The beginning sections outlined Germany's struggles to emerge from the Great Depression with both a strong military and a robust consumer economy. They got fairly technical (it helps to know basic macroeconomic concepts like current account deficits, currency revaluation, or the relationships between deficit spending, taxation, and inflation), but they were necessary to understand why Germany chose to start the war in 1939, even though their own plans showed that they weren't ready. Putting yourself in the shoes of a Nazi economic planner, once you've taken the goal of Germany conquering all of Europe as a given, now you just have to figure out some way to implement it, and it would seem that waiting until you have a strong advantage would be the most prudent course. Unfortunately for Germany, despite their massive military spending at the expense of the civilian economy (much touted public works like the autobahn or the Volkswagen made surprisingly negligible contributions to Germany's recovery from the Depression), and even after years of treaty-defying rearmament, they were barely at parity with Britain or France. The reason for war beginning in 1939 was simply that waiting would have put Germany farther and farther behind those two powers, who were also beginning to accelerate their own military preparations.

Germany's stunning victory over Britain and France was both good and bad for them. Good, in that Germany at a stroke disabled the entire military of one of its enemies and most of the military of another. Bad, in that in a real way they were no closer to victory. Over the course of the war, though Germany helped itself to French tanks and military hardware, in an absolute sense captured French industry did not contribute very much materially to Germany's war effort, and Germany found itself in the position of having to expend its own resources on administering conquered territories. Tooze didn't use this metaphor, but I found myself reminded of a sort of military Ponzi scheme, where Germany kept having to conquer new territories to make up for the losses incurred in acquiring its last conquests. To make matters worse, different military initiatives required completely different production, so Nazi war planners found themselves jumping from priority to priority as targets shifted. There's a fascinating graph on page 148 of armament production from September 1939 to November 1941 that shows the sudden production surges and reversals, as well as the overwhelming focus on aircraft and ammunition. I had never realized that tanks were such a small percentage of the overall military budget, but as Tooze points out, aircraft gave by far the biggest bang for the buck.

Speaking of production shifts, I had always been under the impression that German war production had been dominated by political hacks, but Tooze makes a fairly convincing case that, aside from a few ill-advised late-stage "experiments" like the V2 rocket and the Type XXI U-boat, Germany's war economy ran about as well as could be expected, second only to the Soviet war economy, which he should definitely write another book about. More myths busted: that German women did not participate in the economy to the degree that their counterparts did for ideological reasons (false, German women were actually more involved), or that Germany did not have a total war economy until late in the war, also for ideological/propaganda reasons (false, Germany had been gradually letting its military cannibalize the civilian economy since day 1 of Nazi rule), or that people like Speer were miracle workers (false, production surges Speer took credit for were often statistical illusions or were due to other people). The main problem for German planners was that there was simply not enough of everything to go around; a precious resource like steel could be used for a gun, ammo for that gun, a railroad to transport that ammo, or a million other things, and there were just too many needs. By the end of the war Germany was being outproduced at least 4:1 in every single category, and even if every battle had been a crushing victory they still wouldn't have been able to last.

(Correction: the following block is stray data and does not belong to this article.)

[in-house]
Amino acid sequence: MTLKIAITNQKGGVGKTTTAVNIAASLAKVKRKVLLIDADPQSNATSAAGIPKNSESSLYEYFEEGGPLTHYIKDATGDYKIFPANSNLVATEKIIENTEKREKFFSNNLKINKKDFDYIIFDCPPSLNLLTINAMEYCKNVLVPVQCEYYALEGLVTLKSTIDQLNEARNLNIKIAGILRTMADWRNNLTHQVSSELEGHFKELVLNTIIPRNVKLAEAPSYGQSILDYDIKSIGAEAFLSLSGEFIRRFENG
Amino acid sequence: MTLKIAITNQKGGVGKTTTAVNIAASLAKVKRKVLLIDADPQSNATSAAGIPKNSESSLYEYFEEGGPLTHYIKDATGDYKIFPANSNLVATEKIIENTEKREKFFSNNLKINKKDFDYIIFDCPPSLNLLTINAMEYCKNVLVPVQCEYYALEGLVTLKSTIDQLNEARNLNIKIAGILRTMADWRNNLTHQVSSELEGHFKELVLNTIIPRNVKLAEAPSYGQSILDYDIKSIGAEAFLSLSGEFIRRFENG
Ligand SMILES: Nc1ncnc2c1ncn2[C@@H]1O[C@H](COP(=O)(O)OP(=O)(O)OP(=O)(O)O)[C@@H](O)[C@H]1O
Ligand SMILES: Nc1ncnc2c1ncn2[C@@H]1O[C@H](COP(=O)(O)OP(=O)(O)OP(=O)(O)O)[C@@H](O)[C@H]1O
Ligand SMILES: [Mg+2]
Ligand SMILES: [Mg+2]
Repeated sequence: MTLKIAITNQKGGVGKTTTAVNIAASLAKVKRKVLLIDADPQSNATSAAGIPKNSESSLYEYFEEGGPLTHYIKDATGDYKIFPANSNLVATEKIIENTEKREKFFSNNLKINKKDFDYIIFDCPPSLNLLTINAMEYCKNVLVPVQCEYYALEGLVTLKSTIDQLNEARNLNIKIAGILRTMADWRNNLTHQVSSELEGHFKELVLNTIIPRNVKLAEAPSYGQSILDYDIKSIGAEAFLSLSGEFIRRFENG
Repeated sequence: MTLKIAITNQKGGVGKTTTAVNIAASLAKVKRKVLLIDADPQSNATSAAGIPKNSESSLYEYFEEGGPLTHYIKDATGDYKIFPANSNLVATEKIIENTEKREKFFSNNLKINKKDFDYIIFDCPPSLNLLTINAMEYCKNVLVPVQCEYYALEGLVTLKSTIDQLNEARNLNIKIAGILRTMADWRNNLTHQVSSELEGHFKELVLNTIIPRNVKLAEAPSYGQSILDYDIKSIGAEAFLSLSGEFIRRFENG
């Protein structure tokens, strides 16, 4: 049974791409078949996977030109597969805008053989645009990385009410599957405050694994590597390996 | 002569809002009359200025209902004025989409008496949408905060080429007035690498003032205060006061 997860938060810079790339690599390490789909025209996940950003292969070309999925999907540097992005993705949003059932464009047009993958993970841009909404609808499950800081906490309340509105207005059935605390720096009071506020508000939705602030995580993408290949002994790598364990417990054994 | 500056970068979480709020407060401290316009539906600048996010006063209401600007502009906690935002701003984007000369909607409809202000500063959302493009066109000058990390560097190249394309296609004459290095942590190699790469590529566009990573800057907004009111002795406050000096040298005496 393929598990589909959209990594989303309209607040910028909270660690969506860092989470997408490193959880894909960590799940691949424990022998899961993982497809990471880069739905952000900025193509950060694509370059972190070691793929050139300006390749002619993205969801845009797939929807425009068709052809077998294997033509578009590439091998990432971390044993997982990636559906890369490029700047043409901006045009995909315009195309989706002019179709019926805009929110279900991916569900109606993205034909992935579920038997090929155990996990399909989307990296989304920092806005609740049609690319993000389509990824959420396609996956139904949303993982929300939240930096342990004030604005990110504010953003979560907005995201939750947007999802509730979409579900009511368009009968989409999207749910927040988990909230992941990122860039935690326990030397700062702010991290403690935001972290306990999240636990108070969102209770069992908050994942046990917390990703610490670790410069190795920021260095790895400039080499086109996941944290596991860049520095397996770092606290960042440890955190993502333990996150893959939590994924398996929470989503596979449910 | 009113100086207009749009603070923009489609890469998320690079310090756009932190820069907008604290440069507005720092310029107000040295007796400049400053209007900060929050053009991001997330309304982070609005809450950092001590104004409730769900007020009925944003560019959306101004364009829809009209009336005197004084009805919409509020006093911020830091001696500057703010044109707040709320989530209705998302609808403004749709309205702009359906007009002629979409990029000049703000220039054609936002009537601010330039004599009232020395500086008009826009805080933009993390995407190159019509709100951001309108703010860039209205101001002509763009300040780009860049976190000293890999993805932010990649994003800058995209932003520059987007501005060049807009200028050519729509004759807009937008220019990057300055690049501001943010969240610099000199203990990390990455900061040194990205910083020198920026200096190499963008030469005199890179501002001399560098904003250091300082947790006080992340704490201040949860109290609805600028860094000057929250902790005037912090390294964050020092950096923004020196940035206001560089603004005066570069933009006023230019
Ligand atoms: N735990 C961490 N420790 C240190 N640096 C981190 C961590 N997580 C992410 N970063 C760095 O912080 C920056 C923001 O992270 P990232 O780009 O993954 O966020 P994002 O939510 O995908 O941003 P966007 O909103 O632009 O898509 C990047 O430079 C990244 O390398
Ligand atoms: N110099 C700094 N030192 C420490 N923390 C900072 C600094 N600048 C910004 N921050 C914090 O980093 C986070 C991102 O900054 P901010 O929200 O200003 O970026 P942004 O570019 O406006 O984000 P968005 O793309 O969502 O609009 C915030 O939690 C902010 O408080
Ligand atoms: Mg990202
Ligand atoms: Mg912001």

The most depressing parts of the book were where he discussed slave labor and Germany's economic relationship to its conquests. Here's how the logic went: Germany took basically all of its able-bodied men off the farm, and required huge food imports to avoid the mass starvation of World War 1. Those imports came from territories like Poland and Ukraine, directly at the expense of the Polish and Ukrainians, which meant that the Polish and Ukrainians had a direct incentive to help kill Jews, who were merely extra mouths to feed out of the leftover food. "... By comparison with a German ration of 2,600 calories in early 1940, the 'ration' for the inhabitants of Poland's major cities was set at 609 calories. Jews were provided with 503 calories per day." Of course, German factories also required extra labor for the same reason, and so there was a continuous stream of captive workers coming into concentration camps to be worked on substandard rations until they dropped dead, to be replaced by others. Even with millions of free disposable workers, by the end of the war Germany's economy was on its last legs and could no longer be sustained. While Tooze raised my opinion of the quality of German wartime economic planning, he really brought home what a stupid idea it was to try to conquer all of Europe. While individual military goals made more sense (even still-questionable ones like Barbarossa), from a practical standpoint Germany might as well have been trying to conquer the solar system. After having read this book, I don't think Germany ever could have won, but they could have failed even more spectacularly than they did in real life. ( )
  aaronarnold | May 11, 2021 |
Just an absolutely tremendous, breathtaking work of economic history. Tooze does an incredible job of demonstrating the dire straits the Nazi economy was in by 1939 and the even more unfavorable balance compared with the western powers, all of which made Hitler's "irrational" strategic decisions far more comprehensible (and never divorced from the ideology behind them, either). The book also performs a valuable public service in finally exposing Speer as a true-believer Nazi through and through, and shows the increasingly vicious and murderous ends the economic conductors would go to in order to try and squeeze every last ounce of productivity out of a fundamentally limited economic base.